Distracted Driving in Indianapolis – Part 1 of 3 – What is Distracted Driving?

Distracted driving continues to be a huge problem in Indianapolis and throughout the country. Drivers continue to multitask behind the wheel instead of focusing their attention solely on the task of driving. Our Indianapolis distracted driving accident attorneys discuss the definition of distracted driving in the first blog of a three-blog series covering distracted driving for Distracted Driving Awareness Month.

What is the Definition of Distracted Driving?

Any activity other than driving when you are operating a motor vehicle is a distraction. Some motorists refer to their choice of doing other things while they are driving as multitasking. However, driving is not the time for multitasking. Your full focus should be on the road ahead so that you can take actions to avoid accidents when necessary. Your focus also helps decrease the chance that you will cause a distracted driving accident.

Common examples of distracted driving include:

  • Talking on a cell phone, hands-free and handheld cell phones
  • Texting while driving
  • Drinking and eating
  • Putting on makeup, grooming, or changing clothes
  • Reaching for objects
  • Taking care of pets and children
  • Looking at objects outside of the vehicle
  • Interacting with other passengers
  • Watching videos or making videos
  • Using social media accounts and posting online
  • Adjusting the vehicle’s controls
  • Daydreaming
  • Reading and writing

What Happens When You Are Distracted While Driving?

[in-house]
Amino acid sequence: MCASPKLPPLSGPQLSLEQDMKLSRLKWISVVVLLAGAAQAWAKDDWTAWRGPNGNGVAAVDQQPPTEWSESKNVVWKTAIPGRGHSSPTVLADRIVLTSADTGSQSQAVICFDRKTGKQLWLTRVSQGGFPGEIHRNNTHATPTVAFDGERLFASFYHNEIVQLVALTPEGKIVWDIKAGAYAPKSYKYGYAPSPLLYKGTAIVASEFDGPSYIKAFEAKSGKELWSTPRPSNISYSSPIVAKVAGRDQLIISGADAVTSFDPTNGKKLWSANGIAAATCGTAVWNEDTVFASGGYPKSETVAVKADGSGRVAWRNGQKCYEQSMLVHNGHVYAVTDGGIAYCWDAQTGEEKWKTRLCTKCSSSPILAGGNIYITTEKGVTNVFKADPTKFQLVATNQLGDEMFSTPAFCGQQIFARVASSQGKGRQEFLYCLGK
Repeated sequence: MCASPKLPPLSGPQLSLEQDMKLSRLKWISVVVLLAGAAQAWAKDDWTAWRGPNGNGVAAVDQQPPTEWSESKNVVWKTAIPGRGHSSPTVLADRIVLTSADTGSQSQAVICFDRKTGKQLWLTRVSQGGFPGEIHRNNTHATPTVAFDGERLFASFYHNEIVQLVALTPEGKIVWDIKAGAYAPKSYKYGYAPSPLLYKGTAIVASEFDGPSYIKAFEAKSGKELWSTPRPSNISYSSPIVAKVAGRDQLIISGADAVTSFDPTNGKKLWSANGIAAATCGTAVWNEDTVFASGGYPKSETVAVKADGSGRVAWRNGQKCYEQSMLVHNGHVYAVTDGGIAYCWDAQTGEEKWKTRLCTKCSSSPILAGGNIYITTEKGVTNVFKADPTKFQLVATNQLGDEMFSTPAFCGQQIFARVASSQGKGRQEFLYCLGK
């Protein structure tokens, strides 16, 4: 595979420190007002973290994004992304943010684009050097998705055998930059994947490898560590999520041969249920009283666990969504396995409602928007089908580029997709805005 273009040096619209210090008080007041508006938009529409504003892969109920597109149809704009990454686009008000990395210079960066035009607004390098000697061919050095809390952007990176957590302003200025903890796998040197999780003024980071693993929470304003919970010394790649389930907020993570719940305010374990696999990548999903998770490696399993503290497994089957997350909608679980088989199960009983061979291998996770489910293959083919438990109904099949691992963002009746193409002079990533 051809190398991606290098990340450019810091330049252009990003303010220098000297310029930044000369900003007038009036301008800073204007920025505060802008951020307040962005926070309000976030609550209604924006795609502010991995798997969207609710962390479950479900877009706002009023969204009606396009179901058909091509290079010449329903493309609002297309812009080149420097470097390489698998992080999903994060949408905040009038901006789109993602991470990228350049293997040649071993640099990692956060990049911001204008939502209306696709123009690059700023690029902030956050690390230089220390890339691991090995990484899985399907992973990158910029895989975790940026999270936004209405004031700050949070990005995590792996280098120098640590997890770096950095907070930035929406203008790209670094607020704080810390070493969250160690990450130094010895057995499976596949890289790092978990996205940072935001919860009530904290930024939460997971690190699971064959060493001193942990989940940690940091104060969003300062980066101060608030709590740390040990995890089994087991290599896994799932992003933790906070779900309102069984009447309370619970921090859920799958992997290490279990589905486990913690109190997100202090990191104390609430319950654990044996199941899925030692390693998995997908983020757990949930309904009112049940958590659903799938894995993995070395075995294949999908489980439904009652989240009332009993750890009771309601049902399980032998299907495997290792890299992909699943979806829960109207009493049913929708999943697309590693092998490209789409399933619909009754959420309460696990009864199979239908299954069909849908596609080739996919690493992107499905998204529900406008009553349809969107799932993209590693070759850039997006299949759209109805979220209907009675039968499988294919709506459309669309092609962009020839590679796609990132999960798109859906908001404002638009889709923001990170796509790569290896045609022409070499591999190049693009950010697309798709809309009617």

When a driver engages in another activity while driving, the driver may take his eyes off the road. The visual distraction decreases a driver’s reaction time once the driver recognizes a situation or road hazard. Taking your eyes off the road also makes you a dangerous hazard for other drivers, pedestrians, and bicyclists.

Some distractions cause a driver to take his hands off the steering wheel. Manual distractions also slow reaction time and make it easier to drift into other lanes or lose control of the vehicle.

Lastly, cognitive distractions result from taking your mind off of the task of driving. When you are not paying attention to the road ahead, it is easier to miss traffic slowing down, a child running into the road, or road debris. You may be looking at the road ahead, but if your mind is wandering, you could cause an accident. Some drivers report driving for miles and not remembering much about the drive. Likely, the driver had his mind on something other than driving.

The worst distractions involve all three types of distractions, such as texting while driving, eating, or putting on makeup. When all three types of distractions are involved, the likelihood of a distracted driving accident increases.

Avoiding Distractions While Driving

AAA Exchange provides 10 tips for avoiding distracted driving. Most of the tips are straightforward, such as finishing grooming and dressing at home and put all electronic devices aside while driving. Avoiding distractions while driving is a choice. If a driver chooses to ignore the evidence regarding the dangers of distracted driving, the driver can and should be held liable if he causes a distracted driving accident.

Indianapolis Distracted Driving Accident Attorneys Help You Hold a Distracted Driver Responsible

The legal team of Poynter & Bucheri works with accident victims to file insurance claims seeking compensation for injuries sustained in a distracted driving accident. We fight for your right to recover a fair settlement. If the parties refuse to negotiate a reasonable settlement, we are prepared to file a car accident lawsuit to pursue the driver who caused your accident.

Call 1-800-265-9881 or (317) 780-8000 to request your free consultation with an Indianapolis distracted driving accident lawyer.